In 2000 Sir Mark successfully bid for £3.1m to create the Barts and The London Genome Centre at the Queen Mary University of London. Since 2008 he has directed the Barts National Institute of Health Research (NIHR) Cardiovascular Biomedical Research Unit. In 2012 he become Co-Chair of NIHR Comprehensive Research Network Cardiovascular Sub-Speciality Group.

Sir Mark was appointed Director of the William Harvey Research Institute in 2002 and was elected to the Academy of Medical Sciences in 2008. His particular areas of research are Cardiovascular Genomics and Translational Cardiovascular Research and Pharmacology.

From 2009 to 2011 Sir Mark was President of the British Hypertension Society. He has also served on the NICE Guideline Group for hypertension and leads the Joint UK Societies’ Working Group and Consensus on Renal Denervation which he has driven from research into NHS care.

In 2013 he became an NIHR Senior Investigator.

In June 2019, he received a knighthood in the 2019 Queen’s Birthday Honours in recognition of his services to the 100,000 Genomes Project.

Sir Jonathan Symonds, CBE was appointed as Chairman to the GlaxoSmithKline plc Board on 1 September 2019.

Jon has extensive international financial, life sciences and governance experience.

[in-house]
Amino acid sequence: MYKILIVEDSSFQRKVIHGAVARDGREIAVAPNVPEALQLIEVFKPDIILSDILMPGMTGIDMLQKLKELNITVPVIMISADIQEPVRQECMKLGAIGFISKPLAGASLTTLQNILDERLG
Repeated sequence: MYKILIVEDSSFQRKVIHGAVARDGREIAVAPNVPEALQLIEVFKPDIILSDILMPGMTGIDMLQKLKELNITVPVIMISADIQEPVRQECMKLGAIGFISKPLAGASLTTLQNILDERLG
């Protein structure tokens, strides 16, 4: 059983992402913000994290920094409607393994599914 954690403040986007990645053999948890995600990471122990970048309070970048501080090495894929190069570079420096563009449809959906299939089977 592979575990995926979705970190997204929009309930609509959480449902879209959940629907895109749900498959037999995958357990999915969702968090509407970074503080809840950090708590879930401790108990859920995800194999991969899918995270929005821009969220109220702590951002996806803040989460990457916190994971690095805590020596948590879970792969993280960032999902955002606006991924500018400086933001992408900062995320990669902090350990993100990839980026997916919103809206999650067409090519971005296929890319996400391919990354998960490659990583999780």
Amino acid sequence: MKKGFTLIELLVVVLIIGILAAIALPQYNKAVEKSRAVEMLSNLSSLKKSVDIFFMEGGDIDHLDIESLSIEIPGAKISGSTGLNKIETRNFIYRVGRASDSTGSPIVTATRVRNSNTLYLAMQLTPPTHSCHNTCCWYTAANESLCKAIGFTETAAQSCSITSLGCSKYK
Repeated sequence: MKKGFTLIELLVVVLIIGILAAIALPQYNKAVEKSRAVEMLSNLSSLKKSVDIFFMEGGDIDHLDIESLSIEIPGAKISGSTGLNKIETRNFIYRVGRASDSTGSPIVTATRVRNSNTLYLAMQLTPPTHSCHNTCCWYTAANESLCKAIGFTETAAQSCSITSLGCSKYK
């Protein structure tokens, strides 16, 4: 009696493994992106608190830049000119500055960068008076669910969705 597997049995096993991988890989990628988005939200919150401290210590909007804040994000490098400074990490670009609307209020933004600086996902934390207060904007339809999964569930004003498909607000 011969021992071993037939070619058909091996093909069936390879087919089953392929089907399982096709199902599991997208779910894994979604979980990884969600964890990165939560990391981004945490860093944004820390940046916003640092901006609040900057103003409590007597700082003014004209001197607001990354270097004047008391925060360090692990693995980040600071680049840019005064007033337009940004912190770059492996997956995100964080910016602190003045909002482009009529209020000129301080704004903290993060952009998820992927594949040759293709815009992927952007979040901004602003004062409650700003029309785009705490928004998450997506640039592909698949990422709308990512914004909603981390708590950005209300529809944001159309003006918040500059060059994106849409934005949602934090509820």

Jon served as an Independent Non-Executive Director of HSBC Holdings plc from April 2014, and as Deputy Group Chairman from August 2018, until his retirement from the Board in February 2020. He was previously Chairman of HSBC Bank plc, HSBC’s European subsidiary, which offers services to clients in the UK and Continental Europe. Jon was Chief Financial Officer of Novartis AG from 2009 to 2013. Before joining Novartis, he was a Partner and Managing Director of Goldman Sachs; Chief Financial Officer of AstraZeneca plc; and a Partner at KPMG.

His governance experience includes roles as Non-Executive Director and Chair of the Audit Committees of Diageo plc and QinetiQ Group plc.

Jon is currently Chairman of Proteus Digital Health Inc. and a Non-Executive Director of Rubius Therapeutics, Inc. He is also a Non-Executive Director of Genomics England Limited having previously served as its Chairman.

Jon is a Fellow of the Institute of Chartered Accountants in England and Wales.